According to the FCI breeds nomenclature, this breed belongs to group 2, section 3 and is #45

Characteristics of the Bernese Mountain Dog

Does this dog suit your lifestyle?

Every dog breed has its own characteristics. However, the actual character of a dog can vary from one to another within the same breed.

Find out if the Bernese Mountain Dog is your ideal dog breed with our quiz.

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Life in an apartment
Good first dog
Tolerates solitude
Tolerates cold weather
Tolerates hot weather
Affectionate
Friendly with children
Friendly with strangers
Friendly with other animals
Hair loss
Drooling level
Easy to care for
Robust health
Easy to train
Intelligent
Tendency to bark
Tendency to nibble
Protective
Instinct to hunt
Adventurous spirit
Energy level
Level of intensity
Need for exercise
Playful

Price and monthly budget

Price you can expect to pay for a Bernese Mountain Dog puppy: between 1000 € / $ 1168 / £913 and 2000 € / $ 2336 / £1826
These prices are indicative and may vary from breeder to breeder
Average monthly budget for a Bernese Mountain Dog: 130 € / $ 152 / £119
The monthly budget includes the average expenses for food and hygiene products (grooming, anti-parasite...)

Bernese Mountain Dog pictures

Tips About this breed

The Bernese Mountain Dog loves to live outdoors, especially in cold regions. He needs moderate exercise every day, about 30 minutes of walking. This dog is therefore not suitable for sedentary families.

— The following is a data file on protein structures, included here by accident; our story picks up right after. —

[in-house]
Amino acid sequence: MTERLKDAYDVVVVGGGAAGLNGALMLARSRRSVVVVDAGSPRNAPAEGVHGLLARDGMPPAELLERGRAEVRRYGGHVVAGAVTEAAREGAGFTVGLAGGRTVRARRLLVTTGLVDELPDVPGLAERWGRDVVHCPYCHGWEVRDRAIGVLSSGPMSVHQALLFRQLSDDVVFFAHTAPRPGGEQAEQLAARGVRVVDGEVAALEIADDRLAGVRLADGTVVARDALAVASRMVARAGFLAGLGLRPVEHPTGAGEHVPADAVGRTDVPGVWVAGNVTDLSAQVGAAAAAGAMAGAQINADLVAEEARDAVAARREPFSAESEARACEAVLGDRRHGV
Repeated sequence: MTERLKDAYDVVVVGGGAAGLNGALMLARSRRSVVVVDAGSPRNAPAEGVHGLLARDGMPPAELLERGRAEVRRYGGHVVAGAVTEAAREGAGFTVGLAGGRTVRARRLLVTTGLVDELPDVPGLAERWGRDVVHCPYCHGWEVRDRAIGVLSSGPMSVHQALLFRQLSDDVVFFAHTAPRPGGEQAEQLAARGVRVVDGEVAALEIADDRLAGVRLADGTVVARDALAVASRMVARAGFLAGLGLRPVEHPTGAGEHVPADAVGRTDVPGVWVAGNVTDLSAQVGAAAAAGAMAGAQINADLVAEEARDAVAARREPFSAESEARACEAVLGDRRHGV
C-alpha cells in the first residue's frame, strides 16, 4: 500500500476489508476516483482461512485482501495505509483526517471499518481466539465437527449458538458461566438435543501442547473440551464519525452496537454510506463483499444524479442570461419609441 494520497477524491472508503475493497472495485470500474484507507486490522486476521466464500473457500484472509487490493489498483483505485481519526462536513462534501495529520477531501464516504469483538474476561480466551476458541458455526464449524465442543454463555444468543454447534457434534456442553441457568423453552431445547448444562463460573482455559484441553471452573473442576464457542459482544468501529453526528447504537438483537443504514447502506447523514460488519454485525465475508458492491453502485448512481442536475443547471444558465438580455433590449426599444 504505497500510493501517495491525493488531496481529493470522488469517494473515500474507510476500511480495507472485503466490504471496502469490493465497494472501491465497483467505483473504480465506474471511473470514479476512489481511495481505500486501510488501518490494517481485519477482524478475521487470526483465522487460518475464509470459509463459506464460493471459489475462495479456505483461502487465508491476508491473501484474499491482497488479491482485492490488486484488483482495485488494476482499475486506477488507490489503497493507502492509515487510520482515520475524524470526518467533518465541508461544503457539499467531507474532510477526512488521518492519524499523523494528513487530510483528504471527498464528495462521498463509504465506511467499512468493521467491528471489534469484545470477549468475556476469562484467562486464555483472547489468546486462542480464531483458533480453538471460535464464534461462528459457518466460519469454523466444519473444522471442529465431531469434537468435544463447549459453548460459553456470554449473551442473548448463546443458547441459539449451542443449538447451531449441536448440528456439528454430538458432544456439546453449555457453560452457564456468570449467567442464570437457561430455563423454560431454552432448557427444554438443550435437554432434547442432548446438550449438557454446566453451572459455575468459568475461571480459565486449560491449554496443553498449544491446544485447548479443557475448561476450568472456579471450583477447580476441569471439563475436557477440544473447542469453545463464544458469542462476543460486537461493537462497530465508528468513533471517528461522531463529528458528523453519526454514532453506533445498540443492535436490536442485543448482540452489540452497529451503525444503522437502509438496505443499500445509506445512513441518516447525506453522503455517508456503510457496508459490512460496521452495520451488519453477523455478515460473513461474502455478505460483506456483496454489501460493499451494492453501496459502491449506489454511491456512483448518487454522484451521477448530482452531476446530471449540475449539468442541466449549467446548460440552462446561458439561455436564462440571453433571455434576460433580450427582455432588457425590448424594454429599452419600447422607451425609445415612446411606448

The Bernese Mountain Dog doesn't stand solitude. Therefore it will be necessary to often be there for him.

Health of the Bernese Mountain Dog

For a dog of this size, his fine bone structure may cause him some problems in this area. Proper nutrition and regular exercise are a good way to prevent dysplasia, which is often present in these large breeds.

In the Bouvier, about 10% of the canine population is affected by cancer.

Due to his drooping ears, it is better to check them regularly to avoid infections and scabies. Regular care will ensure good health in this area.

Stomach and urinary problems can also occur in the Bouvier.

History of this breed

Originally from Switzerland, the Bernese Mountain Dog belongs to the family of great herdsmen. His name comes from German and means "Alpine Cowdog of Bern". This breed, used for a long time to bring the milk cans to the cart for transportation, was nicknamed at the time the horse of the poor, as his work was normally given to the horse.

The Bernese Mountain Dog is nowadays used for other more humanitarian purposes.

Associations that help people in need of assistance have made him a dog for the blind and avalanche rescuers use him to find buried skiers. He is also adopted as a companion dog. He is an excellent dog with a highly developed family instinct.

The Bernese Mountain Dog's dedication is total. His great ease of learning and his intelligence allow him to be very efficient in searching under the snow, thus an invaluable help for rescuers.

He is also very attentive to his masters, which makes him an excellent dog for the blind and handicapped. His gentle and patient character makes him an extraordinary guide.